Friday, May 7, 2010

Women in Health Care Changes Physician Workforce Dynamics

Key words – percentage of woman doctors, women physicians, physicians shortage, women physician workhours, specialties chosen by women doctors, house husbands, malpractice, midwives, hospital employment of doctors

I have always liked the word “dynamics .” According to my dictionary, it means”change producing forces.” That is certainly true of women in medicine. These days, about 50% of medical students are women. According to Richard “Buz” Cooper, MD, a former medical school dean, and now a professor pf medicne at Penn, by 2010, 62.5% of physicians completing medical school will be women. For various legitimate reasons, maternity leave, desire to spend more time with family, a tendency to retire in their 40s and 50s after their children are grown, husbands who are physicians with comfortable incomes, women are a force for change and will aggravate the physician shortage.

On average, woman physicians work 20% - 25% fewer hours over their careers than male counterparts. In addition, women physicians are more likely to work as salaried physicians, with 45 to 50 hour workweeks with flexible hours, and health and retirement benefits. Most hospitals and medical groups prefer their new physicians to be young, and women physicians tend to be younger. In the 1970s, only 10% of U.S. doctors were women. Today women account for one-third of the physician workforce. In U.S. medical schools, they make up half the class.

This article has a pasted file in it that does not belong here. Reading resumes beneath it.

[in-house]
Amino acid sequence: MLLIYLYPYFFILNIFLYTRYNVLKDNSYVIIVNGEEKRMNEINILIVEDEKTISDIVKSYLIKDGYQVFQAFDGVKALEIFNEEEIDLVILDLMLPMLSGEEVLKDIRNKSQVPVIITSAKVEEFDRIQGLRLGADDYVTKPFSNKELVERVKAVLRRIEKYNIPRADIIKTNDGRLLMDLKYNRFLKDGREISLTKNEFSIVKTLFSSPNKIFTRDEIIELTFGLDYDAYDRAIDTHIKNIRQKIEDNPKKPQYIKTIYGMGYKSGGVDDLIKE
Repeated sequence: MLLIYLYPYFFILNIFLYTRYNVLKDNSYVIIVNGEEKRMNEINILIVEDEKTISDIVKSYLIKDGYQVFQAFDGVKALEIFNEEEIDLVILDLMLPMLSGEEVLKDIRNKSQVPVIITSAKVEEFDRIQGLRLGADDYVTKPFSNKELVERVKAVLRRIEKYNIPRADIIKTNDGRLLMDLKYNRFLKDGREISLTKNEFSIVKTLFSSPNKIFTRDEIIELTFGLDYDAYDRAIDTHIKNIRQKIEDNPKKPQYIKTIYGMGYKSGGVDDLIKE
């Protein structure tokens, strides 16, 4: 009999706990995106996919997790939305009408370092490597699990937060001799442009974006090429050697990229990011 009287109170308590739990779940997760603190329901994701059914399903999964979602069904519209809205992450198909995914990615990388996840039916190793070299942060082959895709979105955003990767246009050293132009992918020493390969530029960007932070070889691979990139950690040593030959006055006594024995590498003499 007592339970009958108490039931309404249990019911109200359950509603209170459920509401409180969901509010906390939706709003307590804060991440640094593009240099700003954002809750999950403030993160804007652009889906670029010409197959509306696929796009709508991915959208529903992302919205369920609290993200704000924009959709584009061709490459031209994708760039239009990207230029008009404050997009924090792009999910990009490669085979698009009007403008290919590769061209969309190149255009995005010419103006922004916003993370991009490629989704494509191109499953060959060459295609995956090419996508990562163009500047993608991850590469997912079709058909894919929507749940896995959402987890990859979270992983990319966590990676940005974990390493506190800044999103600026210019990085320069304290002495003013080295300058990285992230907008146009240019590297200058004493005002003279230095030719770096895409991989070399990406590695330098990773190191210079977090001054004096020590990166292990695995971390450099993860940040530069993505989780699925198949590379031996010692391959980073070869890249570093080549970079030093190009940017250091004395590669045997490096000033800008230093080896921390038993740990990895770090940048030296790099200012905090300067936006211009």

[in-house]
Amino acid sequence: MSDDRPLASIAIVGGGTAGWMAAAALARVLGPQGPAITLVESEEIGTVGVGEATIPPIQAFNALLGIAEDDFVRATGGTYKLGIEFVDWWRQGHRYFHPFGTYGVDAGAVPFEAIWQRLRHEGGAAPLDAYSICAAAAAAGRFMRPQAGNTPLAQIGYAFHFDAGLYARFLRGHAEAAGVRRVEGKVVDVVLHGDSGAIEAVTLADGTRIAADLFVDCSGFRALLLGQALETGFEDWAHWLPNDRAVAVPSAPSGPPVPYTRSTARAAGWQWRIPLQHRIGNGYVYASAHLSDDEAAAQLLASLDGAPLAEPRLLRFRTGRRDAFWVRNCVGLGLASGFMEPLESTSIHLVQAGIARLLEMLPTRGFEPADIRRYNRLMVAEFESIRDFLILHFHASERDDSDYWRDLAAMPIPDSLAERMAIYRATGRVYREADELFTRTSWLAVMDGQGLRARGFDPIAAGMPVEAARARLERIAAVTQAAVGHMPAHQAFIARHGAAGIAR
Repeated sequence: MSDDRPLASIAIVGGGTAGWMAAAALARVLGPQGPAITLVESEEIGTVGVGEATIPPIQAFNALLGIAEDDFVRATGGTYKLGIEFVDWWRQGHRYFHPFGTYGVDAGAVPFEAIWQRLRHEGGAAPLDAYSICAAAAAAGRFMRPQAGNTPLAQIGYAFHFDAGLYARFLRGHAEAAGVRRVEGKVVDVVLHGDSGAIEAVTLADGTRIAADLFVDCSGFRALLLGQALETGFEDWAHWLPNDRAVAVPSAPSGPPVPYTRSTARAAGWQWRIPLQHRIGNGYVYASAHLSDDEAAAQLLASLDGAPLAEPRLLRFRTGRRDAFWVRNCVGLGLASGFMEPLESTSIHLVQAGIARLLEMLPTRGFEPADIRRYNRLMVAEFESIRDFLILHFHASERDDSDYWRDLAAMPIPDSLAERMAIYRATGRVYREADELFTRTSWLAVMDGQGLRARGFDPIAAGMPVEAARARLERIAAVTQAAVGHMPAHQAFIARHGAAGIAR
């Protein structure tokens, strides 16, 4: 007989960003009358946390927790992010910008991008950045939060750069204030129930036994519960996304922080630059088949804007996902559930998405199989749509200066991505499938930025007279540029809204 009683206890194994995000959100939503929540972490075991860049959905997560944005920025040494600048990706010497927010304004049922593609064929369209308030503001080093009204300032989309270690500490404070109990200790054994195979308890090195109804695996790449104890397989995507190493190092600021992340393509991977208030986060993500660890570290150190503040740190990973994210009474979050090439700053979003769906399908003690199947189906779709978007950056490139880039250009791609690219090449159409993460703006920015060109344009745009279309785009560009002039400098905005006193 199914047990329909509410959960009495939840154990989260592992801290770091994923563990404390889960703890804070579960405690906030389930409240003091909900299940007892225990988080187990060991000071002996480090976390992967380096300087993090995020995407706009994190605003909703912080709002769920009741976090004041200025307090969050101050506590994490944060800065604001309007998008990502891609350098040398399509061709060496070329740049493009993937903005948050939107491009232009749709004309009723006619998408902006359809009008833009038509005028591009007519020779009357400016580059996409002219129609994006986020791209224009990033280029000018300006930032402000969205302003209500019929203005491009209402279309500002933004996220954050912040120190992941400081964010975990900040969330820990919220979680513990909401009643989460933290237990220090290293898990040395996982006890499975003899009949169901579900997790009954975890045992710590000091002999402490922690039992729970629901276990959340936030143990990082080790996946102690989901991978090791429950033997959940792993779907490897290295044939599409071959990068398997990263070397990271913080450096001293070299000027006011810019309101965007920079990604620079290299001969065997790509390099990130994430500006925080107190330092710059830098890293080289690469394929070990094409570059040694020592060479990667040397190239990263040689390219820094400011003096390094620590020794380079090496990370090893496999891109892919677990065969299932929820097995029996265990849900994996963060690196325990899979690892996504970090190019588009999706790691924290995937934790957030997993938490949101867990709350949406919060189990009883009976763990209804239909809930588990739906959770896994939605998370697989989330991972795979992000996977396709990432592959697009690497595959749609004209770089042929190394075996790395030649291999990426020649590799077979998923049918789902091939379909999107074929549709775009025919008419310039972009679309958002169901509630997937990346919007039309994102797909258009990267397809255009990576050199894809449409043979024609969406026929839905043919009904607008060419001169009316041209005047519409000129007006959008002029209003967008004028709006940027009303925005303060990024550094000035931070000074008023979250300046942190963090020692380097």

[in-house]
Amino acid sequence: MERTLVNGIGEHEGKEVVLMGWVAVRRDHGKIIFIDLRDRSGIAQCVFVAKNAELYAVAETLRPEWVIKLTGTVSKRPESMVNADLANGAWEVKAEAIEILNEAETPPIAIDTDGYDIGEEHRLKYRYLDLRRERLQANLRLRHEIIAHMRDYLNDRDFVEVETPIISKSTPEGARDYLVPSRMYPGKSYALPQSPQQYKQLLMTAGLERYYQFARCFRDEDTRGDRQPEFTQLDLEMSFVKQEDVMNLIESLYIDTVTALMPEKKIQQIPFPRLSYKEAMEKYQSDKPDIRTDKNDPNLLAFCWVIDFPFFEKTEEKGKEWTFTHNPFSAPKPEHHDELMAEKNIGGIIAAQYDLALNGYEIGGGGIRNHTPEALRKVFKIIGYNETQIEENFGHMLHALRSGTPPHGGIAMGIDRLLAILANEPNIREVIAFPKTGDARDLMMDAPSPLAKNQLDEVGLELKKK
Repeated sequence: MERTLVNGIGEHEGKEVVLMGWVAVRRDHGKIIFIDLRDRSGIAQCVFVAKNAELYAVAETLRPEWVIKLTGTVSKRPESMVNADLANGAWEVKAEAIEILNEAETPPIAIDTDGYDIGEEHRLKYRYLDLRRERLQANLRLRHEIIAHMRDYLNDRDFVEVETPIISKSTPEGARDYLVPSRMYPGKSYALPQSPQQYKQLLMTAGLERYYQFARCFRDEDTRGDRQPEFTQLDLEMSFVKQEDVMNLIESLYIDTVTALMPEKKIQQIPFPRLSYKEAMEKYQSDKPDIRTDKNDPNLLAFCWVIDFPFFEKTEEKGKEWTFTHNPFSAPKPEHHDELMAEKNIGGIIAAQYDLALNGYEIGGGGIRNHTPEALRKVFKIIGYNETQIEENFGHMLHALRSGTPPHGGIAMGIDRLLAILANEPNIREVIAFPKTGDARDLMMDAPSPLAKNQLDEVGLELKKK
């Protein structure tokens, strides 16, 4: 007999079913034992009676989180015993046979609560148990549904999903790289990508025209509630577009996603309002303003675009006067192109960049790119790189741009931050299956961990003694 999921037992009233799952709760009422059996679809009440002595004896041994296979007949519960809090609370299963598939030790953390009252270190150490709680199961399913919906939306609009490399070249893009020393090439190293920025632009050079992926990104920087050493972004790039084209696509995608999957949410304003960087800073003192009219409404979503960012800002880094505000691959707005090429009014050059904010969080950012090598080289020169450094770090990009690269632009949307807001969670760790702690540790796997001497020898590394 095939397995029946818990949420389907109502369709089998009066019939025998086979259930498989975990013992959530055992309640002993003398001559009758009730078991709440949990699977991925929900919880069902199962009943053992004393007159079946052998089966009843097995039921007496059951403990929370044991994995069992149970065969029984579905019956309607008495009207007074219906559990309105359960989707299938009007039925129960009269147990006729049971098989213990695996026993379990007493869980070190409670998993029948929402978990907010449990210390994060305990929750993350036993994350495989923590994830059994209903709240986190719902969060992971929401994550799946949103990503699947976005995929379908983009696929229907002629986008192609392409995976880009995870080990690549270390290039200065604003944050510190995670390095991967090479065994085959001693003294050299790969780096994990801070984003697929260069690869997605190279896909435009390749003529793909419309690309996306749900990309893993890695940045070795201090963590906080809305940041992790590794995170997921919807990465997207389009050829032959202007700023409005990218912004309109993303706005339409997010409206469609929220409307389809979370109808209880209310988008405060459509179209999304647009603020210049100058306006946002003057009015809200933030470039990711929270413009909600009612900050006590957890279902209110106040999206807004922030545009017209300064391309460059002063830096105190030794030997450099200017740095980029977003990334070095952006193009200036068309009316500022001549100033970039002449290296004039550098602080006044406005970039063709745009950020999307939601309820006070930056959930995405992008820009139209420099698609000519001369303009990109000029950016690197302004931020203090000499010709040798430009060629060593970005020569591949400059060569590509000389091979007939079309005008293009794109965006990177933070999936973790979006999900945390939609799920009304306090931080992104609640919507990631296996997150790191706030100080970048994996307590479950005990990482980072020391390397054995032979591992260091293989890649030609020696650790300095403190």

Women doctors in the U.S. work less—47 hours per week on average, versus 53 for men. They also see about 10% fewer patients and tend to take more time off early in their careers. "It's pretty much an even bet that within a year or two of entering practice they will go on maternity leave," says Phillip Miller, a vice-president of the medical recruiting firm Merritt, Hawkins & Associates. "Then they are going to want more flexible hours."

Women tend to gravitate to certain specialties.

Percent of Medical Residents in Certain Specialties

• OB/GYN, 68%
• Pediatrics, 65%
• Dermatology, 54%
• Psychiatry, 49%
• Family medicine, 47%
• Pathology, 47%
• Internal medicine, 40%

I am not suggesting any of this is bad. It just differs from the past. In many ways, it is more sensible. In my experience, women doctors are smart, emphatic , hardworking, and excellent physicians with good bedside manners.

But the omnipresence of women physicians changes the dynamics of practice and contributes to a relative physician shortage. If women doctors comprise more than 50% of the work force and practice 20% fewer hours, more doctors will be required to make up the difference.

Let me conclude with the summary of an interview I conducted with Elizabeth Chase, MD, a 46 obstetrician and gynecologist in Dover, New Hampshire. I ran this interview summary previous on April 20 , and it received a record number of hits. It may therefore be worth reprinting.

Women in Medicine: When Gatherers Become Hunters

Summary of interview with Elizabeth Chase, MD, obstetrician-gynecologist in Dover, New Hampshire

Elizabeth Chase, better known as Betsy, is a close and enduring college friend of my son, Spencer. She is a solid, pragmatic, hard working obstetrician-gynecologist, with two sons, and an architect husband, who spends his time caring for their children and their house in Dover, New Hampshire. She represents many of changes that occur when women become full-time physicians. The purpose of this interview is to give insight into trials, tribulations, and joys of being a woman physician in a transformed health care system.

"Q: Dr. Chase, when did you graduate from medical school, and how old are you?"

“A: I graduated from Tufts University School of Medicine in 1992. I am 46 years old, and I have practiced for 12 years.”

“Q: Has your career lived up to your expectations? Has anything surprised you?”

“A: From the standpoint of the joys of being part of patients’ lives, listening to their stories, and the pleasure of doing surgery, it has lived up to my expectations.”